Lipidomics, as a branch of metabolomics, that was first introduced in 2003. In comparison to the study of individual lipid(s), lipidomics aims for the examination of global lipid metabolits in a given system. Thus, it follows, in general terms, the untargeted metabolomics approach. 

After extraction of lipids from a biological sample, an internal standard is added to the extract. The sample is separated by liquid chromatography and analysed in an untargeted way (Full-Scan and data dependent MS2) using high resolution mass spectrometry.

As lipids display a great diversity in chemical structure and have distinct chemical properties, the analysis of lipidomics data, especially their annotation, is a complex task.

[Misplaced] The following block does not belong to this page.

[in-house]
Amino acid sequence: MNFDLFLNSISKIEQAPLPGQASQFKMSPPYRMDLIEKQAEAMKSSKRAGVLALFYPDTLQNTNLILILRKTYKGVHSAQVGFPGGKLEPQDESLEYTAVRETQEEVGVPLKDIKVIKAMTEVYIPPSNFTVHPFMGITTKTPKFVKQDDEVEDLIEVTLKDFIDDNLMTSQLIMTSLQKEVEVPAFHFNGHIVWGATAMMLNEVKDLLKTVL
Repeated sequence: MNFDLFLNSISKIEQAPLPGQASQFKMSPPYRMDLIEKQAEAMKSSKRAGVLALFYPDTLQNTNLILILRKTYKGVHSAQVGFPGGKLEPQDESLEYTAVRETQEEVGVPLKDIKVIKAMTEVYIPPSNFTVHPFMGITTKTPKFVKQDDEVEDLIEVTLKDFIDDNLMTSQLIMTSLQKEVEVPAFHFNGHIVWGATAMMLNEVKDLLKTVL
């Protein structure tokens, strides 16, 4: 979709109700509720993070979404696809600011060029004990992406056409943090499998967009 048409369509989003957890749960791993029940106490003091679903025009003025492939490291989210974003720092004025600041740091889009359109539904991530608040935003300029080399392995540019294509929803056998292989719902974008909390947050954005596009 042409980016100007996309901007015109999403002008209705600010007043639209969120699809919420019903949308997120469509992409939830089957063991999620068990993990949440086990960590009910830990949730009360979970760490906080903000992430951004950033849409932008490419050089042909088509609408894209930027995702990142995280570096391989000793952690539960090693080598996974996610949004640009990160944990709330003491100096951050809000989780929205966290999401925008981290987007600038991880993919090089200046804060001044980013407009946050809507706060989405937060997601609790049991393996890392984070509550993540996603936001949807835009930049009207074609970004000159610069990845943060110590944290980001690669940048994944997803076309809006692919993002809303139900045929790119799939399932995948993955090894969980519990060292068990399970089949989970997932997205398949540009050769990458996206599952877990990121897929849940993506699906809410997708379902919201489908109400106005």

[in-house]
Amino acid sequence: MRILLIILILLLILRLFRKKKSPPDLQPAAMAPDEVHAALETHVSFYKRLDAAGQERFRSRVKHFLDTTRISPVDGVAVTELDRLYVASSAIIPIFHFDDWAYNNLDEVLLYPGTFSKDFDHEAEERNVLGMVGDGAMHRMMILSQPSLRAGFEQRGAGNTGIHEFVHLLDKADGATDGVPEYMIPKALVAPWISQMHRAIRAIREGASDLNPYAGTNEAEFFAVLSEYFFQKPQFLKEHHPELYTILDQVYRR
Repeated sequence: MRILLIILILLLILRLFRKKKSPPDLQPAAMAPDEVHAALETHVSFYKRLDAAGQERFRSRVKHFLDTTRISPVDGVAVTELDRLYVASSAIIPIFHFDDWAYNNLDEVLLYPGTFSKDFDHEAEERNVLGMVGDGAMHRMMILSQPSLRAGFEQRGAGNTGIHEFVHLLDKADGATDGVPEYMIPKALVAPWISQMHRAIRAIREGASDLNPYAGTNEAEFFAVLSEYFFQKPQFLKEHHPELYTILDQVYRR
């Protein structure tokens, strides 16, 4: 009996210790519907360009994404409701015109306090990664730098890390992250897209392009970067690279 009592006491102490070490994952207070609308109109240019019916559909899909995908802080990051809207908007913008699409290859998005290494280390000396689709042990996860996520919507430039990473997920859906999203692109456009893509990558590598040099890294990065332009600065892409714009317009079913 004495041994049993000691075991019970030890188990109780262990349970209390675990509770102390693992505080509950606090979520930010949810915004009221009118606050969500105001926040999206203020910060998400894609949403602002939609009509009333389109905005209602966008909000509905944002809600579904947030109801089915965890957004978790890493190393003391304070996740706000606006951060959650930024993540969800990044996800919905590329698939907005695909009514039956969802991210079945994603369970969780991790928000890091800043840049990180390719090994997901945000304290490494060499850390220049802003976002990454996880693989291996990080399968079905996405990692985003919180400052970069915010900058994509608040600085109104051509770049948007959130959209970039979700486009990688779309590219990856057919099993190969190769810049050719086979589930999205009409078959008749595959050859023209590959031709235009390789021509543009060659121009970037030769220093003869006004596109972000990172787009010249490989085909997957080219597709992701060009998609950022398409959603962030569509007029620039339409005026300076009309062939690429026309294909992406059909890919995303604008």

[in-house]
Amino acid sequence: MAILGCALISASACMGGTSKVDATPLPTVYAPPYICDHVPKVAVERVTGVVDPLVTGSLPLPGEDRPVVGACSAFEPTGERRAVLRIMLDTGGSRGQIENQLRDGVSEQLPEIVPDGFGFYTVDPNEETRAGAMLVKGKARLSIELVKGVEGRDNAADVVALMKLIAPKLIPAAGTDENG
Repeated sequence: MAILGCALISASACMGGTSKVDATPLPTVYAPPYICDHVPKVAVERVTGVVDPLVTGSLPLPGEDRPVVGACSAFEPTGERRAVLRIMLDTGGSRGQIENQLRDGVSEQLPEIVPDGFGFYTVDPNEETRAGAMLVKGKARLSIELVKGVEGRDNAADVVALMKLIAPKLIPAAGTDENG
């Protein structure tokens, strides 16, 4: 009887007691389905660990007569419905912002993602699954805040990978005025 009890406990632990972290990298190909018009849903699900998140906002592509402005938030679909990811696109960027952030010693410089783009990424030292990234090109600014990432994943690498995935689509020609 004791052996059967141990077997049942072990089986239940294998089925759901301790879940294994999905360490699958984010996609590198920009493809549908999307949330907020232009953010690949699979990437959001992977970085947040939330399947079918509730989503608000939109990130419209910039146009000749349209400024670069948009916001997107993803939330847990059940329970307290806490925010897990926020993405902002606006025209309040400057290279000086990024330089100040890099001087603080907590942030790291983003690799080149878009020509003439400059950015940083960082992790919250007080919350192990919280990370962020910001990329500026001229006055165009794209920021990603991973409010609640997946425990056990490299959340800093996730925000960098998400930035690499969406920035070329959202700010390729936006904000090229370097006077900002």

The first step in such an annotation is the extraction of peaks formed by molecules of one particular mass-to-charge ratio. In the following, this m/z-values are utilized to annotate each peak with an atomic composition. Unfortunately, it is not sufficient to reveal the particulate fatty-acyl side chains on a lipid based on this measurement. To achieve this information, the presumed lipid molecules have to be fragmented. Dissociating the fatty-acyl side chains and the head group from the glycerol backbone and afterwards measure the m/z values of these fragments, an annotation of the initial peak is possible.

Other structural details of the lipid, such as double bond type and position and the position of hydroxyl group modifications cannot be detected using this method.

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